UCC's national website to debut new look in early June
Written by J. Bennett Guess
June - July 2007
July 1, 2007
Less wordy, more user-friendly approach taken
The UCC's national website www.ucc.org is getting a face lift — and a tummy tuck, dermabrasion and dye-job to boot.
The site's online "extreme makeover," the culmination of 18 months of behind-the-scenes discussions, diplomatic maneuvers and test designs, will debut on or near Tuesday, June 5.
The exact launch could vary up to 48 hours for some viewers, because it can take that long for a new site to replicate fully across the internet, says Daniel Hazard, the UCC's web manager.
The new version of the website will introduce a less-wordy, more visitor-friendly homepage — a challenging task for a site that's long relied on multiple links, wordy paragraphs and competing content from its primary landing page.
The new look incorporates a lot more breathing room, says Michelle May, one of the site's principal designers and a member of the UCC's web team.
The makeover also more fully embraces the branding of the denomination's Stillspeaking marketing campaign, including its color schemes, a more-youthful appearance and less-churchy language.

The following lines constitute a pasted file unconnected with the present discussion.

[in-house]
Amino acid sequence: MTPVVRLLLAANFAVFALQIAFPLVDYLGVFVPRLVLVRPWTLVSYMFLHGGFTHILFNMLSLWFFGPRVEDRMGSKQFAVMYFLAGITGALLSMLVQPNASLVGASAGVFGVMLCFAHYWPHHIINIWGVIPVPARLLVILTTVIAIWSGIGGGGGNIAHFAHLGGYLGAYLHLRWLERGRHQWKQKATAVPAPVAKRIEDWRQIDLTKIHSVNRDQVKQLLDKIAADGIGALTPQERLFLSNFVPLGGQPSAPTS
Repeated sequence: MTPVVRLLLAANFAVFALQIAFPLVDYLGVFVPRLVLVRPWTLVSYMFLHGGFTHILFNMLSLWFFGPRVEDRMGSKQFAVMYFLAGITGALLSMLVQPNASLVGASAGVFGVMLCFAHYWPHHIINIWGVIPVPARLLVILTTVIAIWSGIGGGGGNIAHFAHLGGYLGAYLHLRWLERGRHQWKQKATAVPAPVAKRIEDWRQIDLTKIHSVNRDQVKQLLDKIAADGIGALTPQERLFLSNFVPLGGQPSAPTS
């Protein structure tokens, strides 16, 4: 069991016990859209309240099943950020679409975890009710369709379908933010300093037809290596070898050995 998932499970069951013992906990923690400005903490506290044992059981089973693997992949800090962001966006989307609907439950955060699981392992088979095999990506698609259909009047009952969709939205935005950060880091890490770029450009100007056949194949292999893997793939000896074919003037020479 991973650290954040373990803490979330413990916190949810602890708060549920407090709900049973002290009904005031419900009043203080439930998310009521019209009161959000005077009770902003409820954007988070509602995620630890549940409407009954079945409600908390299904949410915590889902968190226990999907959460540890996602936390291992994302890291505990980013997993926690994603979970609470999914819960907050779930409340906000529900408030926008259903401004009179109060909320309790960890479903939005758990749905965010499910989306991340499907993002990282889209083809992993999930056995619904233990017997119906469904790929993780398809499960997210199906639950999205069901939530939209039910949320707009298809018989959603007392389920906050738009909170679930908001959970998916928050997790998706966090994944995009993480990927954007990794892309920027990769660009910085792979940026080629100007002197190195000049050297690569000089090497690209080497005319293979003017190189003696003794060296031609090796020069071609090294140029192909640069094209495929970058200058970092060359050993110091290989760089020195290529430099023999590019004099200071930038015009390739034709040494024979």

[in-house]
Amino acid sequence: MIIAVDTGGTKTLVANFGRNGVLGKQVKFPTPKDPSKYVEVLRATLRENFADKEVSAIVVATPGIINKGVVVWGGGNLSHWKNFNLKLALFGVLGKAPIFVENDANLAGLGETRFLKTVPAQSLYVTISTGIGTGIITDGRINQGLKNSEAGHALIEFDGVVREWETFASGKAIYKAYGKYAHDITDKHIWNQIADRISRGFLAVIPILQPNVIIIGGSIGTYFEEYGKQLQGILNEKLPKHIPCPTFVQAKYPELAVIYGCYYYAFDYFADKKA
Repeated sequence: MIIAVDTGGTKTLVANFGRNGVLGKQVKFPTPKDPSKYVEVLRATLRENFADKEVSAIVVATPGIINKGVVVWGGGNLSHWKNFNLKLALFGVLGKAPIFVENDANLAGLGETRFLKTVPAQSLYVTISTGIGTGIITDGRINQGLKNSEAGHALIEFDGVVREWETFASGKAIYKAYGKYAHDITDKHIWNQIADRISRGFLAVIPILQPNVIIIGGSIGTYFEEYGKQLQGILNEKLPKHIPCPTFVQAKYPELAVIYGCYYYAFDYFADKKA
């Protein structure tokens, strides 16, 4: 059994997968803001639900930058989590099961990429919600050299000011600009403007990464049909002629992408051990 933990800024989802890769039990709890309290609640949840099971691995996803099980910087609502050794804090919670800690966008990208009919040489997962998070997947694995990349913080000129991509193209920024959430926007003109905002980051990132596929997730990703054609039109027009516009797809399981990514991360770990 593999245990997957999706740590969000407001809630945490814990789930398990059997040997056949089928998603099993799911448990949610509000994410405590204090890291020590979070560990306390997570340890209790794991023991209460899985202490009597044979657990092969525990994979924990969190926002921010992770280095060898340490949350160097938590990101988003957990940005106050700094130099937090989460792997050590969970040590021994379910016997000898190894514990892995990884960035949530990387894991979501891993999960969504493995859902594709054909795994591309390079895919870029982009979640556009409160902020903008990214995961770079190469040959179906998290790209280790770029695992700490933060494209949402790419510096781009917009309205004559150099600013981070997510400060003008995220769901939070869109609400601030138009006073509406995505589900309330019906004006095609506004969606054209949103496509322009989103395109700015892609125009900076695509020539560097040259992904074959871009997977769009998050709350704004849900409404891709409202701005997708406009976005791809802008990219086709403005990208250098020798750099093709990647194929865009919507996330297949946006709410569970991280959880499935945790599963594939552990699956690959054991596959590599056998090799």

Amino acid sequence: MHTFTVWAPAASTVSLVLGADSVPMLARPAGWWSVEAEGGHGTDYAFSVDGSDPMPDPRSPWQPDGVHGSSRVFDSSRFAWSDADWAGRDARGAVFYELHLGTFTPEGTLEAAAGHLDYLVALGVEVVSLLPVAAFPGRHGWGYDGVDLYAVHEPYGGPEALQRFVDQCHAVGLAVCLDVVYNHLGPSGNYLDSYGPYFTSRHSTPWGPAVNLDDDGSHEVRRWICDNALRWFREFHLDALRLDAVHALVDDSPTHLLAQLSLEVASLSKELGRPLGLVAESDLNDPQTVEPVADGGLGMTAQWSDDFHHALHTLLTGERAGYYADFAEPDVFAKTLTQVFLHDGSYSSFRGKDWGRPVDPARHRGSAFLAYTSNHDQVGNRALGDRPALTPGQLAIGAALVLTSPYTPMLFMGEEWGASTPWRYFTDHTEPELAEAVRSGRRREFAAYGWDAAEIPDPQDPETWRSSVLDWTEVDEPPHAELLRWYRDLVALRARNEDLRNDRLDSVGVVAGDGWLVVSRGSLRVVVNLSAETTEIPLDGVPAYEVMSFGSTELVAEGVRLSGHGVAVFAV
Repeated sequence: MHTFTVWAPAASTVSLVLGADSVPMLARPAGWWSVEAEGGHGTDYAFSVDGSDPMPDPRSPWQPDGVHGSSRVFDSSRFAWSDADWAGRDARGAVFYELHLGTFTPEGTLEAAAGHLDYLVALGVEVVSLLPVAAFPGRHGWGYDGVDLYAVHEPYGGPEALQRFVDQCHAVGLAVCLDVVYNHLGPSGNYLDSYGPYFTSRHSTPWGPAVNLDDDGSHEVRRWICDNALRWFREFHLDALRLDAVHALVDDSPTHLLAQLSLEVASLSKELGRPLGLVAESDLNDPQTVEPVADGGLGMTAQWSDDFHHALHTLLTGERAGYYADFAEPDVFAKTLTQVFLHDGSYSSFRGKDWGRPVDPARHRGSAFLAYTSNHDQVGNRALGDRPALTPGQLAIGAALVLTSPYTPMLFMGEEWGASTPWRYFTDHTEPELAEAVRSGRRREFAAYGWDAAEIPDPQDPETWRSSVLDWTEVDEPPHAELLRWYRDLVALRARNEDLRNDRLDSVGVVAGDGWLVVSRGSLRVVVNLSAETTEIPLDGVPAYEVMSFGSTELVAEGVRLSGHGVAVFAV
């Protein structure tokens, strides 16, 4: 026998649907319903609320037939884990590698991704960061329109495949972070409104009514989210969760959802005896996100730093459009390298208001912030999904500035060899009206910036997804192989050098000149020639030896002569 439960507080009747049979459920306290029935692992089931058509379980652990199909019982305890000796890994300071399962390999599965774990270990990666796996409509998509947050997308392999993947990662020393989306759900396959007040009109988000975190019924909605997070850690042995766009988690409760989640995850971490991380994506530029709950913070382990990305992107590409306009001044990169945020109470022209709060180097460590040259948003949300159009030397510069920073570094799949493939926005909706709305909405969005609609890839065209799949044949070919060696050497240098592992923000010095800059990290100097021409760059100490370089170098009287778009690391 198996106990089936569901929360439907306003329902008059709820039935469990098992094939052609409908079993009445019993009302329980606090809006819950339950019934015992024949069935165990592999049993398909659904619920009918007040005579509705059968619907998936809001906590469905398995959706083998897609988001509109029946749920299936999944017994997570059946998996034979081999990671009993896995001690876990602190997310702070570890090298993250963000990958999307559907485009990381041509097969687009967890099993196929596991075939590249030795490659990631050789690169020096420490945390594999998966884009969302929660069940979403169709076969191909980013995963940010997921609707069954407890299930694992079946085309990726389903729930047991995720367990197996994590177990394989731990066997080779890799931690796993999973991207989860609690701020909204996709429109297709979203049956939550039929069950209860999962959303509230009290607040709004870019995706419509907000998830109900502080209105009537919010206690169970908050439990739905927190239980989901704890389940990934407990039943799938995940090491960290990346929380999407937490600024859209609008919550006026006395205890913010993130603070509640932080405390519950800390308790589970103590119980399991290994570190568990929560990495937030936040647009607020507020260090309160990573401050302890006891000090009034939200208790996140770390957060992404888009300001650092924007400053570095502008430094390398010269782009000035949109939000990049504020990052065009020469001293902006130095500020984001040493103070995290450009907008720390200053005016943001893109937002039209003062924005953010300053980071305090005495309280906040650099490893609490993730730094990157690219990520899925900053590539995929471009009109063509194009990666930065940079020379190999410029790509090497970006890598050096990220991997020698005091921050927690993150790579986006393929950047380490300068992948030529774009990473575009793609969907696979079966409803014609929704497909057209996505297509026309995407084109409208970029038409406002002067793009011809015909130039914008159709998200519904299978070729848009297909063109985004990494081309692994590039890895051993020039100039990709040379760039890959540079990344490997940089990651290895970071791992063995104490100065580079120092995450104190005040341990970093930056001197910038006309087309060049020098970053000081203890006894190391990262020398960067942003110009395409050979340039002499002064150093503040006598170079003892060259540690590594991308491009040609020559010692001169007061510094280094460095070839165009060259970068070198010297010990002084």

"We chose more whimsical navigational categories to appeal to less-institutional users," says May, explaining that denominational insiders tend to prefer agency-like headings but most website users want more straight-forward terminology.
In addition, many categories will be cross-referenced, in anticipation that users may take different paths to reach the same destination.
"We want to make it as easy as possible for people to find what they're looking for," Hazard says.
For the first few weeks after the site launches, a two-minute video tutorial from "The UCC Answer Guy" — starring Hans Holznagel, the UCC's minister for community life — will be available on the homepage to help users become familiar with the new look and functions.